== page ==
This project demonstrates how precision manual PWM can compensate for the non-linearity of a human's perception of light intensity, creating multiple visually appealing light patterns, all within 1kB of program space. The application was a retrofit of an Ikea light fixture for use as a Christmas tree star, and the user controls were fitted into a professional-looking package made with common tools and a shoestring budget.

# Non-Linearity of Human Perception

A human's perception of light intensity is non-linear. As an example, the perceived difference between 1% and 2% duty cycle lights is much greater than between 99% and 100%. The result when increasing standard PWM values for lighting is the light will ramp up to almost full intensity very quickly and subsequently only gradually increase in intensity.

To compensate for this, an algorithm is required that increments the intensity value with small steps on the low end and larger steps on the high end--an exponential algorithm. One obvious solution would be iteratively using the following:

Seeing as the target device (ATtiny2313A--I had on hand and am familiar with) doesn't have a multiply instruction and that a goal was to keep the program space usage to 1kB, this obvious solution would not meet the project requirements. Instead, a less program space intensive algorithm was devised and used. Counting through consecutive values while multiplying by two (a left bit-shift) every 16 counts results in an approximation of an exponential function with values like this:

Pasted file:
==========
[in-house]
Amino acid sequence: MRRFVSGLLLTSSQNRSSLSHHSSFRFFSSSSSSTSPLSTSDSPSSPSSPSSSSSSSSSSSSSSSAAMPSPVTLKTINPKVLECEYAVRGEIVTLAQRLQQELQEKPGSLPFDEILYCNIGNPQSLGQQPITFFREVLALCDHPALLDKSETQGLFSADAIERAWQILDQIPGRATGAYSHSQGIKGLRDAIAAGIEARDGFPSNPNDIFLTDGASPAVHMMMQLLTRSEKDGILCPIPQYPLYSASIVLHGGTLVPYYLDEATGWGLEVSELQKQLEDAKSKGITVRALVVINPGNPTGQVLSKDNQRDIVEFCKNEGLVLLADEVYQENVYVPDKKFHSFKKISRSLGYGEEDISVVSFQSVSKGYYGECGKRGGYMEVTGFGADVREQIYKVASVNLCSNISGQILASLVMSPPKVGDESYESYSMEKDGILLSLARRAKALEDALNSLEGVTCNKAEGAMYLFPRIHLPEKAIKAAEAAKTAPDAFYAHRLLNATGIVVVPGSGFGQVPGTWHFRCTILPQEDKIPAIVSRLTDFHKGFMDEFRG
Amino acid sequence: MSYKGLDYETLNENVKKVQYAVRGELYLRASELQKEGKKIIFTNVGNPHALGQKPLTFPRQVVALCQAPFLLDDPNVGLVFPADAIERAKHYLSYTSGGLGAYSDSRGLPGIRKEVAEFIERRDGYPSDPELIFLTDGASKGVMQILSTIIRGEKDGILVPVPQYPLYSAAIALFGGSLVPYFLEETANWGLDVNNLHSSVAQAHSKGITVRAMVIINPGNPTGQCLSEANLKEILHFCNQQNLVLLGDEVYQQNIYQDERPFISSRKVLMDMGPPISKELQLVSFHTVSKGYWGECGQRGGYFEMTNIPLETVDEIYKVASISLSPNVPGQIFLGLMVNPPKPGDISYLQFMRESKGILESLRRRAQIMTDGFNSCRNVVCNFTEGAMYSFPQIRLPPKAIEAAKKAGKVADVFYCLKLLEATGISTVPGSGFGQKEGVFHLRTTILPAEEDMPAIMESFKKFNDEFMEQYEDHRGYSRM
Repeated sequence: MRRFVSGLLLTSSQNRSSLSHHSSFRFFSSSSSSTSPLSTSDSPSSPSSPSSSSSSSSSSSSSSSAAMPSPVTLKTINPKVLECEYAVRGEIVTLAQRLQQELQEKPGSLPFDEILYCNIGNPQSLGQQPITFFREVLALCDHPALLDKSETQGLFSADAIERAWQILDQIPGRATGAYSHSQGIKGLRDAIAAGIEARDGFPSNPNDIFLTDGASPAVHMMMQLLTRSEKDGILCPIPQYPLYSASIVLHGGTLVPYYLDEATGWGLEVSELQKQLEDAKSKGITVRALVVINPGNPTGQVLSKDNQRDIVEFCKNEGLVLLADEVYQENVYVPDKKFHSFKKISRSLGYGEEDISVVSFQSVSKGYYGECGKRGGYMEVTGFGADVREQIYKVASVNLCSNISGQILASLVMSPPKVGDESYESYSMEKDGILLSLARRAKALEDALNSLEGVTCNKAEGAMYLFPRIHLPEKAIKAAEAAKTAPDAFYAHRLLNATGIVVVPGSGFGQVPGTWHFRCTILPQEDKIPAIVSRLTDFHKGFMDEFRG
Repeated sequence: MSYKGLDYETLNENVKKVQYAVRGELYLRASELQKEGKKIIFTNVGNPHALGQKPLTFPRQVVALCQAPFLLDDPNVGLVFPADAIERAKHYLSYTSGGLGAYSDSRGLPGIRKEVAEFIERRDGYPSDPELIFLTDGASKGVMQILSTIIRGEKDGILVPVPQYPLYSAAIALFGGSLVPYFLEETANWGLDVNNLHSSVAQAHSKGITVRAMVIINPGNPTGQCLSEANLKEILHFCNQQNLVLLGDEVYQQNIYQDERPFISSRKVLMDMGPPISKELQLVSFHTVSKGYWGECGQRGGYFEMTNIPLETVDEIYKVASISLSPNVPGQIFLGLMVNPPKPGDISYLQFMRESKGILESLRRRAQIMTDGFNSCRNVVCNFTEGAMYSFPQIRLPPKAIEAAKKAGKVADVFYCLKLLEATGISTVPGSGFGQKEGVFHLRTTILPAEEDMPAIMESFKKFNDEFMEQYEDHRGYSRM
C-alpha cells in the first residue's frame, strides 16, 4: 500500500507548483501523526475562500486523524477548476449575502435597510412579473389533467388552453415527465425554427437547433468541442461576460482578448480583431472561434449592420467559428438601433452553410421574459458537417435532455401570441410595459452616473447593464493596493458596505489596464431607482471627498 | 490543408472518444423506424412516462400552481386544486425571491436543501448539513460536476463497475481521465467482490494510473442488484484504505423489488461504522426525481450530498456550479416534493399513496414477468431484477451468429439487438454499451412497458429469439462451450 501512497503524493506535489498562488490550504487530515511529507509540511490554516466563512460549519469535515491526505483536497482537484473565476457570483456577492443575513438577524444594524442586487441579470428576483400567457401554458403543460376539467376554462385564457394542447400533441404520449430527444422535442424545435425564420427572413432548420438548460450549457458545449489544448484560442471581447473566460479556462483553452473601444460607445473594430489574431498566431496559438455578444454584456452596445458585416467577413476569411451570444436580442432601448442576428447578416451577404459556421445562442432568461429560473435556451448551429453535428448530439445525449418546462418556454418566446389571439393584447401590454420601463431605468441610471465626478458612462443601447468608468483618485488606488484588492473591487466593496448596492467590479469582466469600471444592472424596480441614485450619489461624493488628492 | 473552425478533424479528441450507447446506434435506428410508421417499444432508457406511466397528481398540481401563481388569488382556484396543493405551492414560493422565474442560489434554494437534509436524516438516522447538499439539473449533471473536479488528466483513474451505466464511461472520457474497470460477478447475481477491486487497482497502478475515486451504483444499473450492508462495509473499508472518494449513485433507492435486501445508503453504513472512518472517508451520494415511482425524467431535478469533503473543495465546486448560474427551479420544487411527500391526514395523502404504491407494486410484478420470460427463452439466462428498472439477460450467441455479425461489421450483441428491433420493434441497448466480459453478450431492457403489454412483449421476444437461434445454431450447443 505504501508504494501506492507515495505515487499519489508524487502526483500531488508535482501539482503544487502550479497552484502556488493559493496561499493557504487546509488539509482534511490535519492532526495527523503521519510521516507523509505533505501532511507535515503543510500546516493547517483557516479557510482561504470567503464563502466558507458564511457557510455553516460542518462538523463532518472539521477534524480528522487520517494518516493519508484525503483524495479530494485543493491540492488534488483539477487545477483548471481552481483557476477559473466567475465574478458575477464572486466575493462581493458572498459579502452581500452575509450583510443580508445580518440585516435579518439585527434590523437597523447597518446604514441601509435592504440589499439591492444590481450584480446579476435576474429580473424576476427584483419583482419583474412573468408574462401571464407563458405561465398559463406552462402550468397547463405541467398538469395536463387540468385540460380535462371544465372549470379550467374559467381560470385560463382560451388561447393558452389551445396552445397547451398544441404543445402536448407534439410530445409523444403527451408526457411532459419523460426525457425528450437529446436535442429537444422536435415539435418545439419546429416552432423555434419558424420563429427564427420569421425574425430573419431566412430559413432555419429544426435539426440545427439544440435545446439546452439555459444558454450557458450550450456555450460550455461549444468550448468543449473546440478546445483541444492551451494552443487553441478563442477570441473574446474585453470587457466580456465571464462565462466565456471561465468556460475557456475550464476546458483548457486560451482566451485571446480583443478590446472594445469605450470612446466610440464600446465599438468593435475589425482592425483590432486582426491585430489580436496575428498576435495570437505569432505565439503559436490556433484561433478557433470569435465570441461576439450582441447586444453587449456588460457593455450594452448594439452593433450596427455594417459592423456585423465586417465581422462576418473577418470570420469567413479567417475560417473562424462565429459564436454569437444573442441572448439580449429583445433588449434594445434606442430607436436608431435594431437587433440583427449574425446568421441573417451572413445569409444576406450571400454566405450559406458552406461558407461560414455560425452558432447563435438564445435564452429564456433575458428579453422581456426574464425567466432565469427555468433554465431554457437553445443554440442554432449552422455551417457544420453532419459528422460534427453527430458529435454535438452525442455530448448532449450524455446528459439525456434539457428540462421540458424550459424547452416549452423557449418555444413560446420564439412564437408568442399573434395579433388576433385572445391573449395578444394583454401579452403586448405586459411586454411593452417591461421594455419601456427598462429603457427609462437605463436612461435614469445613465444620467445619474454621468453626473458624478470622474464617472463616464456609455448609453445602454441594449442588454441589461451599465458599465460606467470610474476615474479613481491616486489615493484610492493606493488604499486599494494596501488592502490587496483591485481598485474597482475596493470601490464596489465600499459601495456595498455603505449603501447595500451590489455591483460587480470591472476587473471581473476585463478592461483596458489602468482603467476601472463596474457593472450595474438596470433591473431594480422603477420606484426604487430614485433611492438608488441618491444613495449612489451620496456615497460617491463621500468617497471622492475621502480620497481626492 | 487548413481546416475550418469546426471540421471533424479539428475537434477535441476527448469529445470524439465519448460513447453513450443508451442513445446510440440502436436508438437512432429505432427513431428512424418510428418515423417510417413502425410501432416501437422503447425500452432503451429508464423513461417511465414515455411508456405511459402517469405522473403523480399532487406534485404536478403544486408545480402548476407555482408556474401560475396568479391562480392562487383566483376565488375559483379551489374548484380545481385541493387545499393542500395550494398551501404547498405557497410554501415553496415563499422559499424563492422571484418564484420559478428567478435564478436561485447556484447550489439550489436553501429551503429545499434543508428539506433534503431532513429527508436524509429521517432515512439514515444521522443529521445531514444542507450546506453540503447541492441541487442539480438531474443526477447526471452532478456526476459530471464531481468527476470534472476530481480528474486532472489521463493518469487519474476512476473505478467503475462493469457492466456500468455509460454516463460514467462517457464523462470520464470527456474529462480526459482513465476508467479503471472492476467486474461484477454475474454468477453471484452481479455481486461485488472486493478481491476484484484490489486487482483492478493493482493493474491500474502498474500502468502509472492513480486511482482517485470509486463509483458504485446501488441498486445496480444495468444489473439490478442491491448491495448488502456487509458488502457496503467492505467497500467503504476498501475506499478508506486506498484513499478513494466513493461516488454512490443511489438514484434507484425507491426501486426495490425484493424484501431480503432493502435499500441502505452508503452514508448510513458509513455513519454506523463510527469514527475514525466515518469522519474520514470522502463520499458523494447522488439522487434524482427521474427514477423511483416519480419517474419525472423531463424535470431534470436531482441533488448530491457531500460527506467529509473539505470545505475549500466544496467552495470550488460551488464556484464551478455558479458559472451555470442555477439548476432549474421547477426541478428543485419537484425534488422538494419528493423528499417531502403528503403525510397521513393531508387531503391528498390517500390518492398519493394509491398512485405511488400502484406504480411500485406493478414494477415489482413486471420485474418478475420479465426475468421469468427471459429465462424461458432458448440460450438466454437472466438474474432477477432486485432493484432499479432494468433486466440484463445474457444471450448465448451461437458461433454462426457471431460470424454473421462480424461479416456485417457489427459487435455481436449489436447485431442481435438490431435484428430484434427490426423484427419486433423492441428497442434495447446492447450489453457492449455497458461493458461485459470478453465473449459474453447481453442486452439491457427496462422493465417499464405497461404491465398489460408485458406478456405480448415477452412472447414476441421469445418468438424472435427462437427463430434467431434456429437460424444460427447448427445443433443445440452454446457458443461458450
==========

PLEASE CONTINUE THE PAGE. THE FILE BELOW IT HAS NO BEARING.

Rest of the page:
```...
0b0000001000000000
0b0000001000100000
0b0000001001000000
0b0000001001100000
...
0b0000001111100000
0b0000010000000000 <-- Bit shift; restart count with leading '1'.
0b0000010001000000
0b0000010010000000
0b0000010011000000
...
0b0000011111000000
0b0000100000000000 <-- Bit shift; restart count with leading '1'.
0b0000100010000000
0b0000100100000000
0b0000100110000000
...
```

# Manual PWM

For a larger dynamic range of light intensity and smoother brightening and dimming, 16-bit PWM was chosen. As the ATtiny2313A has only a single 16-bit timer with only two PWM channels, a manual PWM scheme had to be employed to modulate the three color channels simultaneously.

The 16-bit overflow interrupt is used to mark the beginning of major frames--a major frame lasts 2^16 MCU cycles. The major frames are split into four equally-timed minor frames. Tasks are split between these minor frames so as to prevent calculations and color switching from interfering with each other and causing glitches.

## Minor frame actions:

• 1st minor frame: Most calculations performed, appropriate colors turned on, and setup for on/off switching of 2nd minor frame.
• 2nd minor frame: Appropriate colors switched, red turned off at precise time, and setup for on/off switching of 3rd minor frame.
• 3rd minor frame: Appropriate colors switched, green turned off at precise time, and setup for on/off switching of 4th minor frame.
• 4th minor frame: Appropriate colors switched and blue turned off at precise time.

The calculations for on and off switching are performed in the overflow interrupt routine for the 1st minor frame. Timer compare A interrupt routine is used to mark the beginning of the 2nd-4th minor frames where channels are turned on. Timer compare B interrupt routine is used to turn off the colors at the precisely calculated times during the 2nd-4th minor frames. The timers to turn channels on and off in each minor frame are set during the previous minor frame. The masks used to turn on and turn off the colors are loaded into a non-indexed variable at the end of the execution of the previous minor frame and used immediately when beginning the routine. In this way, the accuracy of the color intensity is maximized.

# Light Patterns

The CRM-114B has 8 light pattern modes that are controlled by the switch integrated into the rotary encoder. Pushing the knob cycles through the pattern modes.

• Random color approach mode: A pseudo-random color is chosen and each executed frame brings the displayed color closer to the chosen color. When a color channel's color reaches the chosen color, the process repeats.
• Random color flip-through mode: Random colors are periodically displayed.